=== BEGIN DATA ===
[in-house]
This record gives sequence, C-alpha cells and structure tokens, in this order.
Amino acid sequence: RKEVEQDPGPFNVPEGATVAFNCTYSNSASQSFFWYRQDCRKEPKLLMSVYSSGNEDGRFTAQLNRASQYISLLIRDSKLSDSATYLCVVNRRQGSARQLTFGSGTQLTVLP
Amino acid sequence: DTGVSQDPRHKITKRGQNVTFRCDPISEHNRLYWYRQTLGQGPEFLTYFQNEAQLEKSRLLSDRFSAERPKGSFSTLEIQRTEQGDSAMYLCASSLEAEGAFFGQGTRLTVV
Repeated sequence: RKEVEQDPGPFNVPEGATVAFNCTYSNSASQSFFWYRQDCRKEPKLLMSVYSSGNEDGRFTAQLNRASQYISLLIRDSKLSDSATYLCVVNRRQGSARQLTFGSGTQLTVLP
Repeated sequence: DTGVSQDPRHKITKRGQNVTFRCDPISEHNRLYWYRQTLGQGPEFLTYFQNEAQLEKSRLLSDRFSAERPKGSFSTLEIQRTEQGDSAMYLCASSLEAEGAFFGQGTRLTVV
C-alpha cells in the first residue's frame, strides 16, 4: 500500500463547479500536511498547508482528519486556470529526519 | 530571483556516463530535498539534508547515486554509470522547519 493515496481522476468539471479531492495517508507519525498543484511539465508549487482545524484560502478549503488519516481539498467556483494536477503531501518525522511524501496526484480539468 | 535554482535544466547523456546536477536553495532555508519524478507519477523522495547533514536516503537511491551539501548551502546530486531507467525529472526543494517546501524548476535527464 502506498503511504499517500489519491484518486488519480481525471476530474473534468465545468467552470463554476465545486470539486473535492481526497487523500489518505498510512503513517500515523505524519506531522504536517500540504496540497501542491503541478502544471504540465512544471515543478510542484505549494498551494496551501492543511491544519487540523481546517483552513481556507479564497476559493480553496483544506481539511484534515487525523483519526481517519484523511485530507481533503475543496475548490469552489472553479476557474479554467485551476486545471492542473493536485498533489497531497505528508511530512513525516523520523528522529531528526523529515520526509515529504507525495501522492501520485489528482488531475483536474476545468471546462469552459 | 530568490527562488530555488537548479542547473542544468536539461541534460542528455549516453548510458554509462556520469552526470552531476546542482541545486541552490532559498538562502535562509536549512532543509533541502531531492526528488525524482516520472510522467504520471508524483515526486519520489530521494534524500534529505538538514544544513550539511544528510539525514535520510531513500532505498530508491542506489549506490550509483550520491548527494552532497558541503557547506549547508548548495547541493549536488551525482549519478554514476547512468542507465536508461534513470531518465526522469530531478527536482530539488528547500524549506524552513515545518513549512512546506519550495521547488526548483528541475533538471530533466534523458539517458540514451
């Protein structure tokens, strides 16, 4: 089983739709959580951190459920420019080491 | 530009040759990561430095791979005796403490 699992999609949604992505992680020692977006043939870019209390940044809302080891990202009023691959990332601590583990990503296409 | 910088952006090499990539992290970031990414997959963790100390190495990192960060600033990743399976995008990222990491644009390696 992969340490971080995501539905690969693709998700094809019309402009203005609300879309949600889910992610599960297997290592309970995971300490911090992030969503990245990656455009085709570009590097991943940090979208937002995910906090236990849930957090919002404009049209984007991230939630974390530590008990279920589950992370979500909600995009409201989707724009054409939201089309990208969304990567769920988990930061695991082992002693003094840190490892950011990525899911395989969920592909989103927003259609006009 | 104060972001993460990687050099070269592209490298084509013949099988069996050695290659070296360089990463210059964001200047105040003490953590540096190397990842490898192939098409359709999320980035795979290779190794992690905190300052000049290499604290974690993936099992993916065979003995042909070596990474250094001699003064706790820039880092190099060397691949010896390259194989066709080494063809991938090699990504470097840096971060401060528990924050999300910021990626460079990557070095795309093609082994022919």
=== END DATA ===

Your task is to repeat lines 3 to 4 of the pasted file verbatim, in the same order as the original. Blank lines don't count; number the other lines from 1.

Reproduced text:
Amino acid sequence: RKEVEQDPGPFNVPEGATVAFNCTYSNSASQSFFWYRQDCRKEPKLLMSVYSSGNEDGRFTAQLNRASQYISLLIRDSKLSDSATYLCVVNRRQGSARQLTFGSGTQLTVLP
Amino acid sequence: DTGVSQDPRHKITKRGQNVTFRCDPISEHNRLYWYRQTLGQGPEFLTYFQNEAQLEKSRLLSDRFSAERPKGSFSTLEIQRTEQGDSAMYLCASSLEAEGAFFGQGTRLTVV